We Are One Community

Upon my arrival at Hotchkiss in the summer of 2011, as the spouse of an incoming math teacher with three small children, I realized this was to be an eye-opening experience. I grew up in a smaller conservative town on the West coast and had voted Republican my entire life. I have been politically active as long as I can remember, with one of my first politically meaningful experiences working on the Bob Dole presidential campaign during college. I had passed on an opportunity to work on another presidential campaign right before I arrived at Hotchkiss.

In the fall of 2011, the word leaked that I was a Republican and I was asked by the then-heads to be the faculty advisor to the Hotchkiss Republicans club. They said at the time that they could not find anyone else willing. Early on, I was warned that I was sealing my fate by taking the role and yet did not fully apprehend what that could mean. As time passed, it became clear that some saw my decision to support this club as a sign to stay away. Like every contentious choice I have made in my life, I have no regret for staying true to myself, consequences included.

As I prepare to say goodbye to Hotchkiss, I am filled with gratitude. Anyone who has attended a phenomenal speaker, listened to a student’s testimony of what Hotchkiss has meant to them, taken a walk by the lake, or seen the growing impact the experience has on students understands this.

As we navigate such polarizing times, I am disheartened that we fail to see we have far more that binds us than divides us. Our life experiences form so much of our view of the world. I am a conservative, because my life experiences and the people that surrounded me shaped me early on. The connections I have made at Hotchkiss have opened my eyes to the different backgrounds, life experiences, cultures, and beliefs that make people who they are. It is approaching this diversity with an open mind and open heart that makes the experience life-changing. (Thank you, Julia Wu Trethaway).

The 2016 election was the most trying time for me as the faculty advisor. I wanted to support the students in the club as the broad field of Republican candidates challenged the tone at meetings. Early on, I fell in line and supported a Republican primary candidate who did not make it to the White House. Decorum matters to me, and I struggled early on to back the President. I held my views to myself and defended students who were challenged for supporting President Trump publicly. That November, I cast my first vote for a Democrat. Not because I was “with her,” but because I was grappling with being “with him.” The week after the election, we had an open community meeting for students to discuss the election results. I was personally feeling unsettled and discouraged but kept my sentiments sheltered and encouraged the Republicans on campus who were overjoyed and failed to notice the opposition. At that meeting, the temperature was hot; many students were astonished that anyone could support a candidate they saw as vile. The room was packed. Personal experiences poured out; one multi-year club member expressed that a vote for Trump was a choice for his father to keep food on the table, and Trump’s morality was not on his radar.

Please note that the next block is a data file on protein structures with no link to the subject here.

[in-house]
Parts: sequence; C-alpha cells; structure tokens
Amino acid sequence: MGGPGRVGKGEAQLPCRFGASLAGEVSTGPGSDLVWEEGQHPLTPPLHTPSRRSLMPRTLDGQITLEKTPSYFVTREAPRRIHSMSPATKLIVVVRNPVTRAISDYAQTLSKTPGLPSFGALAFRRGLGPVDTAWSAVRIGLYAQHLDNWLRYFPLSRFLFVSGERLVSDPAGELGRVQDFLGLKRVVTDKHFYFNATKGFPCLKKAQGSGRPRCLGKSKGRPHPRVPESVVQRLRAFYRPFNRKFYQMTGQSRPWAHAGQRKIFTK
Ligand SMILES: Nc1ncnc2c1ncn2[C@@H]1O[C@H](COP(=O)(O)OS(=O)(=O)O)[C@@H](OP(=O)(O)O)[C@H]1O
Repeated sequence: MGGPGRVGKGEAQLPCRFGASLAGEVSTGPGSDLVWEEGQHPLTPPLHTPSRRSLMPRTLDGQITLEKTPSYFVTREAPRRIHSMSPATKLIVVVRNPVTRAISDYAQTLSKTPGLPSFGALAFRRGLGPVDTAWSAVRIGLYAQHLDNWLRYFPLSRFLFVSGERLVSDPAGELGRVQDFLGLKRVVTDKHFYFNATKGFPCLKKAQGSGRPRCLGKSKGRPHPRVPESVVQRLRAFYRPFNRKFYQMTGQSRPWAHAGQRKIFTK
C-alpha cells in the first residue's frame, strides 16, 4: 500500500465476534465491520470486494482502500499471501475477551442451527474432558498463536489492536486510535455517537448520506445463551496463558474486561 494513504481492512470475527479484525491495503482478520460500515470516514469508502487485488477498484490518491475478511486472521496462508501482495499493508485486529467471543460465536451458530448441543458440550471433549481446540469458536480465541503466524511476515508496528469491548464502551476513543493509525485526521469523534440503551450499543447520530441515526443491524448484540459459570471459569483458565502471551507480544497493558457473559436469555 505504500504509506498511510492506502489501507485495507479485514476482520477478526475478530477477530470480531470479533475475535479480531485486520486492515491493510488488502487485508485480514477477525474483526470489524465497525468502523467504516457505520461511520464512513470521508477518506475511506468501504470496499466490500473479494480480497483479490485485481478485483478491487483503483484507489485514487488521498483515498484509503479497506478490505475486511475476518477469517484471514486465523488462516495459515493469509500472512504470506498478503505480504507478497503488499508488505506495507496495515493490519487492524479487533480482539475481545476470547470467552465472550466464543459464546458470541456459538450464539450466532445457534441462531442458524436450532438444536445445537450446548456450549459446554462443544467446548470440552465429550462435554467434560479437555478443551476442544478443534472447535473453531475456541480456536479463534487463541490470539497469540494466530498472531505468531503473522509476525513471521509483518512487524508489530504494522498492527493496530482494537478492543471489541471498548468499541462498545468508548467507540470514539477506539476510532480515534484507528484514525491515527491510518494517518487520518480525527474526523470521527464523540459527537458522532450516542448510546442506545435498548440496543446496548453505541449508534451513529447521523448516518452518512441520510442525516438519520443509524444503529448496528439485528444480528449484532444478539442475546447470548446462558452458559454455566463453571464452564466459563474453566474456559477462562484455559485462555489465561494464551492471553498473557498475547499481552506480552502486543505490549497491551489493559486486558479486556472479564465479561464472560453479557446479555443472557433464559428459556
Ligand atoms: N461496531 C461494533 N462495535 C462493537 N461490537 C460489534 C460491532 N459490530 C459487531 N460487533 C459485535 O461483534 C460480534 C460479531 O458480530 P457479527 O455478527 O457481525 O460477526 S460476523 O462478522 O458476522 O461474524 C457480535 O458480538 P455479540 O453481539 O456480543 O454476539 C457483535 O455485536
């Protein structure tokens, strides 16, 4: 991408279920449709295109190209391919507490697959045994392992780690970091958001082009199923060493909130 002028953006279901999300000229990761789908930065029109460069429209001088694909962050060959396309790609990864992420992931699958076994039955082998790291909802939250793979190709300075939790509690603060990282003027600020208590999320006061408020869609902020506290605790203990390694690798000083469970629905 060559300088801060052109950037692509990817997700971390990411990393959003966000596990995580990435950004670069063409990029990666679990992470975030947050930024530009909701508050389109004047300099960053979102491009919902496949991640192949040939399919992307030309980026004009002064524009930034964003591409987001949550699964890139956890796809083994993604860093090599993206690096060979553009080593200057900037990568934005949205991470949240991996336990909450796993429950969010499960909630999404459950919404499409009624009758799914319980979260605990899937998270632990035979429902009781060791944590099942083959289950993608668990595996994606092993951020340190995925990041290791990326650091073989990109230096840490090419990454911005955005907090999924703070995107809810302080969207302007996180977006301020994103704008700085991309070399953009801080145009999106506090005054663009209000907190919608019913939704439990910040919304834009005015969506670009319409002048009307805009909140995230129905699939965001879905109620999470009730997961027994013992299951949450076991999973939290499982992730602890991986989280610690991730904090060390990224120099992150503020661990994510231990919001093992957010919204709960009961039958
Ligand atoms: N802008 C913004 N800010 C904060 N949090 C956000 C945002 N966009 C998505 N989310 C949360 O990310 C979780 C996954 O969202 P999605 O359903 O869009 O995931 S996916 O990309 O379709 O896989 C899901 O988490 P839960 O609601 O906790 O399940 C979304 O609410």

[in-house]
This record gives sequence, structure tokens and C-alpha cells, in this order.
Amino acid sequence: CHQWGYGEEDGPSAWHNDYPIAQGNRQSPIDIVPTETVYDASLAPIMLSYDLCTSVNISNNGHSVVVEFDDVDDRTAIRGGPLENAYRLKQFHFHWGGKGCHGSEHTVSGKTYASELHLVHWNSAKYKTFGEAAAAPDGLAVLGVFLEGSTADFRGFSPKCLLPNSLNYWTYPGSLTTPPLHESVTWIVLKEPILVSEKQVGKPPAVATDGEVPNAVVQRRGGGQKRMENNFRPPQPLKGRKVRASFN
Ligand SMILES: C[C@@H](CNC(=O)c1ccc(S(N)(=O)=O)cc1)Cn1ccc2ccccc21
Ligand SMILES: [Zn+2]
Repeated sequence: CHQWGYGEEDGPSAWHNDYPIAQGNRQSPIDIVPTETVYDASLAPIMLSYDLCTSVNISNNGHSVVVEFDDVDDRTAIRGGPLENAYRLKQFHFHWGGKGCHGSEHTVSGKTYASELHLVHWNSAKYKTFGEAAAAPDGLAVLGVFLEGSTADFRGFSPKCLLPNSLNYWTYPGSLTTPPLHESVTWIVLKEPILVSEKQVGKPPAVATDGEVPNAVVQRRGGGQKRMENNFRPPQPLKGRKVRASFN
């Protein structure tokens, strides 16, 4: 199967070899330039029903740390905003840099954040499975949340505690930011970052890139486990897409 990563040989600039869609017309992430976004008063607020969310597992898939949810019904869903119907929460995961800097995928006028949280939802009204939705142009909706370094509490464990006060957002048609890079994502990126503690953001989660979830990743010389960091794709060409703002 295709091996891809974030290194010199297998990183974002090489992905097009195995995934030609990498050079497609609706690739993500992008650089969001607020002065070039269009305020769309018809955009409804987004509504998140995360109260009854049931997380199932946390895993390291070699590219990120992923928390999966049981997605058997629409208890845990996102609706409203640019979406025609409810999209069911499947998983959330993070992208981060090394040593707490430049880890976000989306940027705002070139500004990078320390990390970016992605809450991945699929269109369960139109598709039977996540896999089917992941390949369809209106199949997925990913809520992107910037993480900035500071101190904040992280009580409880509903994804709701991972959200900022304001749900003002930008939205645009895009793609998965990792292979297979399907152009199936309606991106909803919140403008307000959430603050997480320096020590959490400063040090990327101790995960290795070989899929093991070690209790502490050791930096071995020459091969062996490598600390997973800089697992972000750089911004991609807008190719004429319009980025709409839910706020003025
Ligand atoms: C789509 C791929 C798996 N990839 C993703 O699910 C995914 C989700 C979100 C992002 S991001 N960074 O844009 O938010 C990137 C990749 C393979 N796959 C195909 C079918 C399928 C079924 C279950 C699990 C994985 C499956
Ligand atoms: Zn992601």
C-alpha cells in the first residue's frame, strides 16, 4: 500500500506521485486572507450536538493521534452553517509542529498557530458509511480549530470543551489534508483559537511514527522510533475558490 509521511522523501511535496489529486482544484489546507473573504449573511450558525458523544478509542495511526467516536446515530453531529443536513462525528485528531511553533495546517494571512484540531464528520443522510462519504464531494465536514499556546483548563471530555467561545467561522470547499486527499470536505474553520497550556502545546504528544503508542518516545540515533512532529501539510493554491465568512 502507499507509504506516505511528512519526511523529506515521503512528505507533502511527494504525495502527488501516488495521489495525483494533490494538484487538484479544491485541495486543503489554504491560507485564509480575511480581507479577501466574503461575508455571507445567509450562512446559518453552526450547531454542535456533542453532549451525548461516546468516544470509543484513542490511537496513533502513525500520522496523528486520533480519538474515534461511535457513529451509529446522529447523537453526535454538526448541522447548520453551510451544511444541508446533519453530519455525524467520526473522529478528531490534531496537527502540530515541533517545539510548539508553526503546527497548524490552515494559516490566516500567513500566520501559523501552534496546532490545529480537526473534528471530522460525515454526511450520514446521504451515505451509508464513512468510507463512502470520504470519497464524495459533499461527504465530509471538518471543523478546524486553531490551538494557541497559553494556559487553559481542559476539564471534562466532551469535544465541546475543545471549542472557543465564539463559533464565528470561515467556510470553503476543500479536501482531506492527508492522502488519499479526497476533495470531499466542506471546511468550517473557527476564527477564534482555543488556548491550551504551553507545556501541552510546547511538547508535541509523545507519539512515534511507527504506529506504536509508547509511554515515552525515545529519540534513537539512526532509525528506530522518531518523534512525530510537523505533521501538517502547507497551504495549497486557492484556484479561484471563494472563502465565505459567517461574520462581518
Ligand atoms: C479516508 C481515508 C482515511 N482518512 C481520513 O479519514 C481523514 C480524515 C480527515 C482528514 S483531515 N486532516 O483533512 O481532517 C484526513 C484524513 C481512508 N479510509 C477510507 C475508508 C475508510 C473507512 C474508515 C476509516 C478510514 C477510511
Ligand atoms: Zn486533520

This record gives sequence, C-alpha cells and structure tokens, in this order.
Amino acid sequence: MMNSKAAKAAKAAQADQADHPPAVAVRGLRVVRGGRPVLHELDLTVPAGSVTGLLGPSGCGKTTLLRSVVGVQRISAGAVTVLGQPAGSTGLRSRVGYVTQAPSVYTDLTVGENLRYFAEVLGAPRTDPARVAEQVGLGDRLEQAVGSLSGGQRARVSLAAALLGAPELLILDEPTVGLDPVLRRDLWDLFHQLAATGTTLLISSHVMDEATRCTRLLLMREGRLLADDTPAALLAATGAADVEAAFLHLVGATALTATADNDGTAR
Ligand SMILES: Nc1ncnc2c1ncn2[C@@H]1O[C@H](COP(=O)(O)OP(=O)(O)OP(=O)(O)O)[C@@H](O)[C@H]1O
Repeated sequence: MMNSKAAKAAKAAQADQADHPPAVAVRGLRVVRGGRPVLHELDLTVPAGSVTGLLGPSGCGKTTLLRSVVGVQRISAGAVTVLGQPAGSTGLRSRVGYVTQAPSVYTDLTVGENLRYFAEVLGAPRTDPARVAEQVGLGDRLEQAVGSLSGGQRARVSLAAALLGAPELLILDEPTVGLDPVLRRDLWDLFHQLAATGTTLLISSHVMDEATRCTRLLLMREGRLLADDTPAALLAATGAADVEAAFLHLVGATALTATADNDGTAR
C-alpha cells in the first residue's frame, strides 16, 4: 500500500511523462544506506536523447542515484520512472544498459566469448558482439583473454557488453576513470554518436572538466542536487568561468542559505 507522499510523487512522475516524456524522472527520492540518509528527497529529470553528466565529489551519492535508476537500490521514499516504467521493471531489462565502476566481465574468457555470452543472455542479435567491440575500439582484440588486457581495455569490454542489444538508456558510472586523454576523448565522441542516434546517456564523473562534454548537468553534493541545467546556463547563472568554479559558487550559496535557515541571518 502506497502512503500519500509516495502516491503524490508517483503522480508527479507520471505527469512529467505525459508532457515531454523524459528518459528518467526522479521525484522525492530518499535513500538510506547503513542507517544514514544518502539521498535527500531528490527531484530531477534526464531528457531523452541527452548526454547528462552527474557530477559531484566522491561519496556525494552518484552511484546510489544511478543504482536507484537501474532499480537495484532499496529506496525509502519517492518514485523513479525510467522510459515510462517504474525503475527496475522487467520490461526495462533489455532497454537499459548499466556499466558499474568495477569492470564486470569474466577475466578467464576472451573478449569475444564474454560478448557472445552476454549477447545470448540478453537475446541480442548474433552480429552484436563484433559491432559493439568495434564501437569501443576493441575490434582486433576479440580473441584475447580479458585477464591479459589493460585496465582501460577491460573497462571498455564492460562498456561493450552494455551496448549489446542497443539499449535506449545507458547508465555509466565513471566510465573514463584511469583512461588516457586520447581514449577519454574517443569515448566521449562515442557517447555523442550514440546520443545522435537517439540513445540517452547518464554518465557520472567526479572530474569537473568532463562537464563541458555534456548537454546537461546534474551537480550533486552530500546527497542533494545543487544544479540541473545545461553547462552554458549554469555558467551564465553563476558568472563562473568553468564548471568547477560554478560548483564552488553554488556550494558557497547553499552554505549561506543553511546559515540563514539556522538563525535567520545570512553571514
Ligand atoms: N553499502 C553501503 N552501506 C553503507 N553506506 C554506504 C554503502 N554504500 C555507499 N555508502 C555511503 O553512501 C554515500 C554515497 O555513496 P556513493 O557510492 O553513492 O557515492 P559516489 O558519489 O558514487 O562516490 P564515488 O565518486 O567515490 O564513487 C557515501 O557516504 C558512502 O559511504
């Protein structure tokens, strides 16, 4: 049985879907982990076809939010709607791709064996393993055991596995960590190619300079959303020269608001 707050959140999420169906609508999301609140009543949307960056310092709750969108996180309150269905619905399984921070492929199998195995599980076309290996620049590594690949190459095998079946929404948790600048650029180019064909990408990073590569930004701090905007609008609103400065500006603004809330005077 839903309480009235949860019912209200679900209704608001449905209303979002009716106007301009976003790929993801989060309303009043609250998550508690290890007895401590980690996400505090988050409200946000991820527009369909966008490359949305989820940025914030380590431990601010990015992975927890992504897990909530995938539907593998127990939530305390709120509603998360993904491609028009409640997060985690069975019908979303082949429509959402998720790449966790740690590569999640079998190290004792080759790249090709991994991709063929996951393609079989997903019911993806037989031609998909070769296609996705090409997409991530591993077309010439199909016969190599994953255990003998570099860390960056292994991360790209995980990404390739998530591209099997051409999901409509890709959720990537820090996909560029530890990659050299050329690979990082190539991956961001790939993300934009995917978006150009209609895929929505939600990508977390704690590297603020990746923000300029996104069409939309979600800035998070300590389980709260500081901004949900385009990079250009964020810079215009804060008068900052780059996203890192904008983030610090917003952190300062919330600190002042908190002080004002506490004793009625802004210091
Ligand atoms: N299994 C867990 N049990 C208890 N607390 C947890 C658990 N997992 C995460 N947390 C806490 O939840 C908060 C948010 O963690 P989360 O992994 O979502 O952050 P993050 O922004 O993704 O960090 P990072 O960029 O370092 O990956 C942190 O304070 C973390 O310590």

We live in ominous times. We tend to cocoon ourselves within groups, news sources, and information that reinforce our perspective. I challenge us all to reach past our own worldview and take a minute to hear someone else’s viewpoint. Pause and listen to understand rather than respond or defend. Try and learn from where they come. Do not write people off with any defined label. Do not consign people to a particular belief or way of thinking based on a preconceived notion you have constructed. When I was on the receiving end of that here, it felt like I was drowning and was expected to defend views I never held. Support one another. We are all seeking validation; we are all vulnerable; we are one community, and we owe one another better than yielding to ill-conceived perceptions and labels. Get to know your fellow Bearcats, especially those who think differently from you.

I am a father, husband, son, brother, mortgage lender, and a proud Bearcat. I am glad I listened and heard so many of you. I am changed because I did. I will cast my vote this year for President Trump, not because I like him the man more than I did in 2016, but because I promote free-market principles and abhor regulation and overreach, and for me, he is the more suitable choice. Try and respect me, and I will respect you and recognize we are in this together. We are capable of more respect and admiration for each other than we often allow. To this incredible institution, I say thank you for a challenging and gratifying experience. Observing how Hotchkiss transforms students in their time here is why I am so indebted to every person who has dedicated their lives to making that a reality. To the Class of 2020, make us proud, and don’t neglect to reflect on all of the significant moments that shaped you, educated you, and made you strong. We are all fortunate to have spent time here and are all the better for it.

Ryan Perrenoud, P’22

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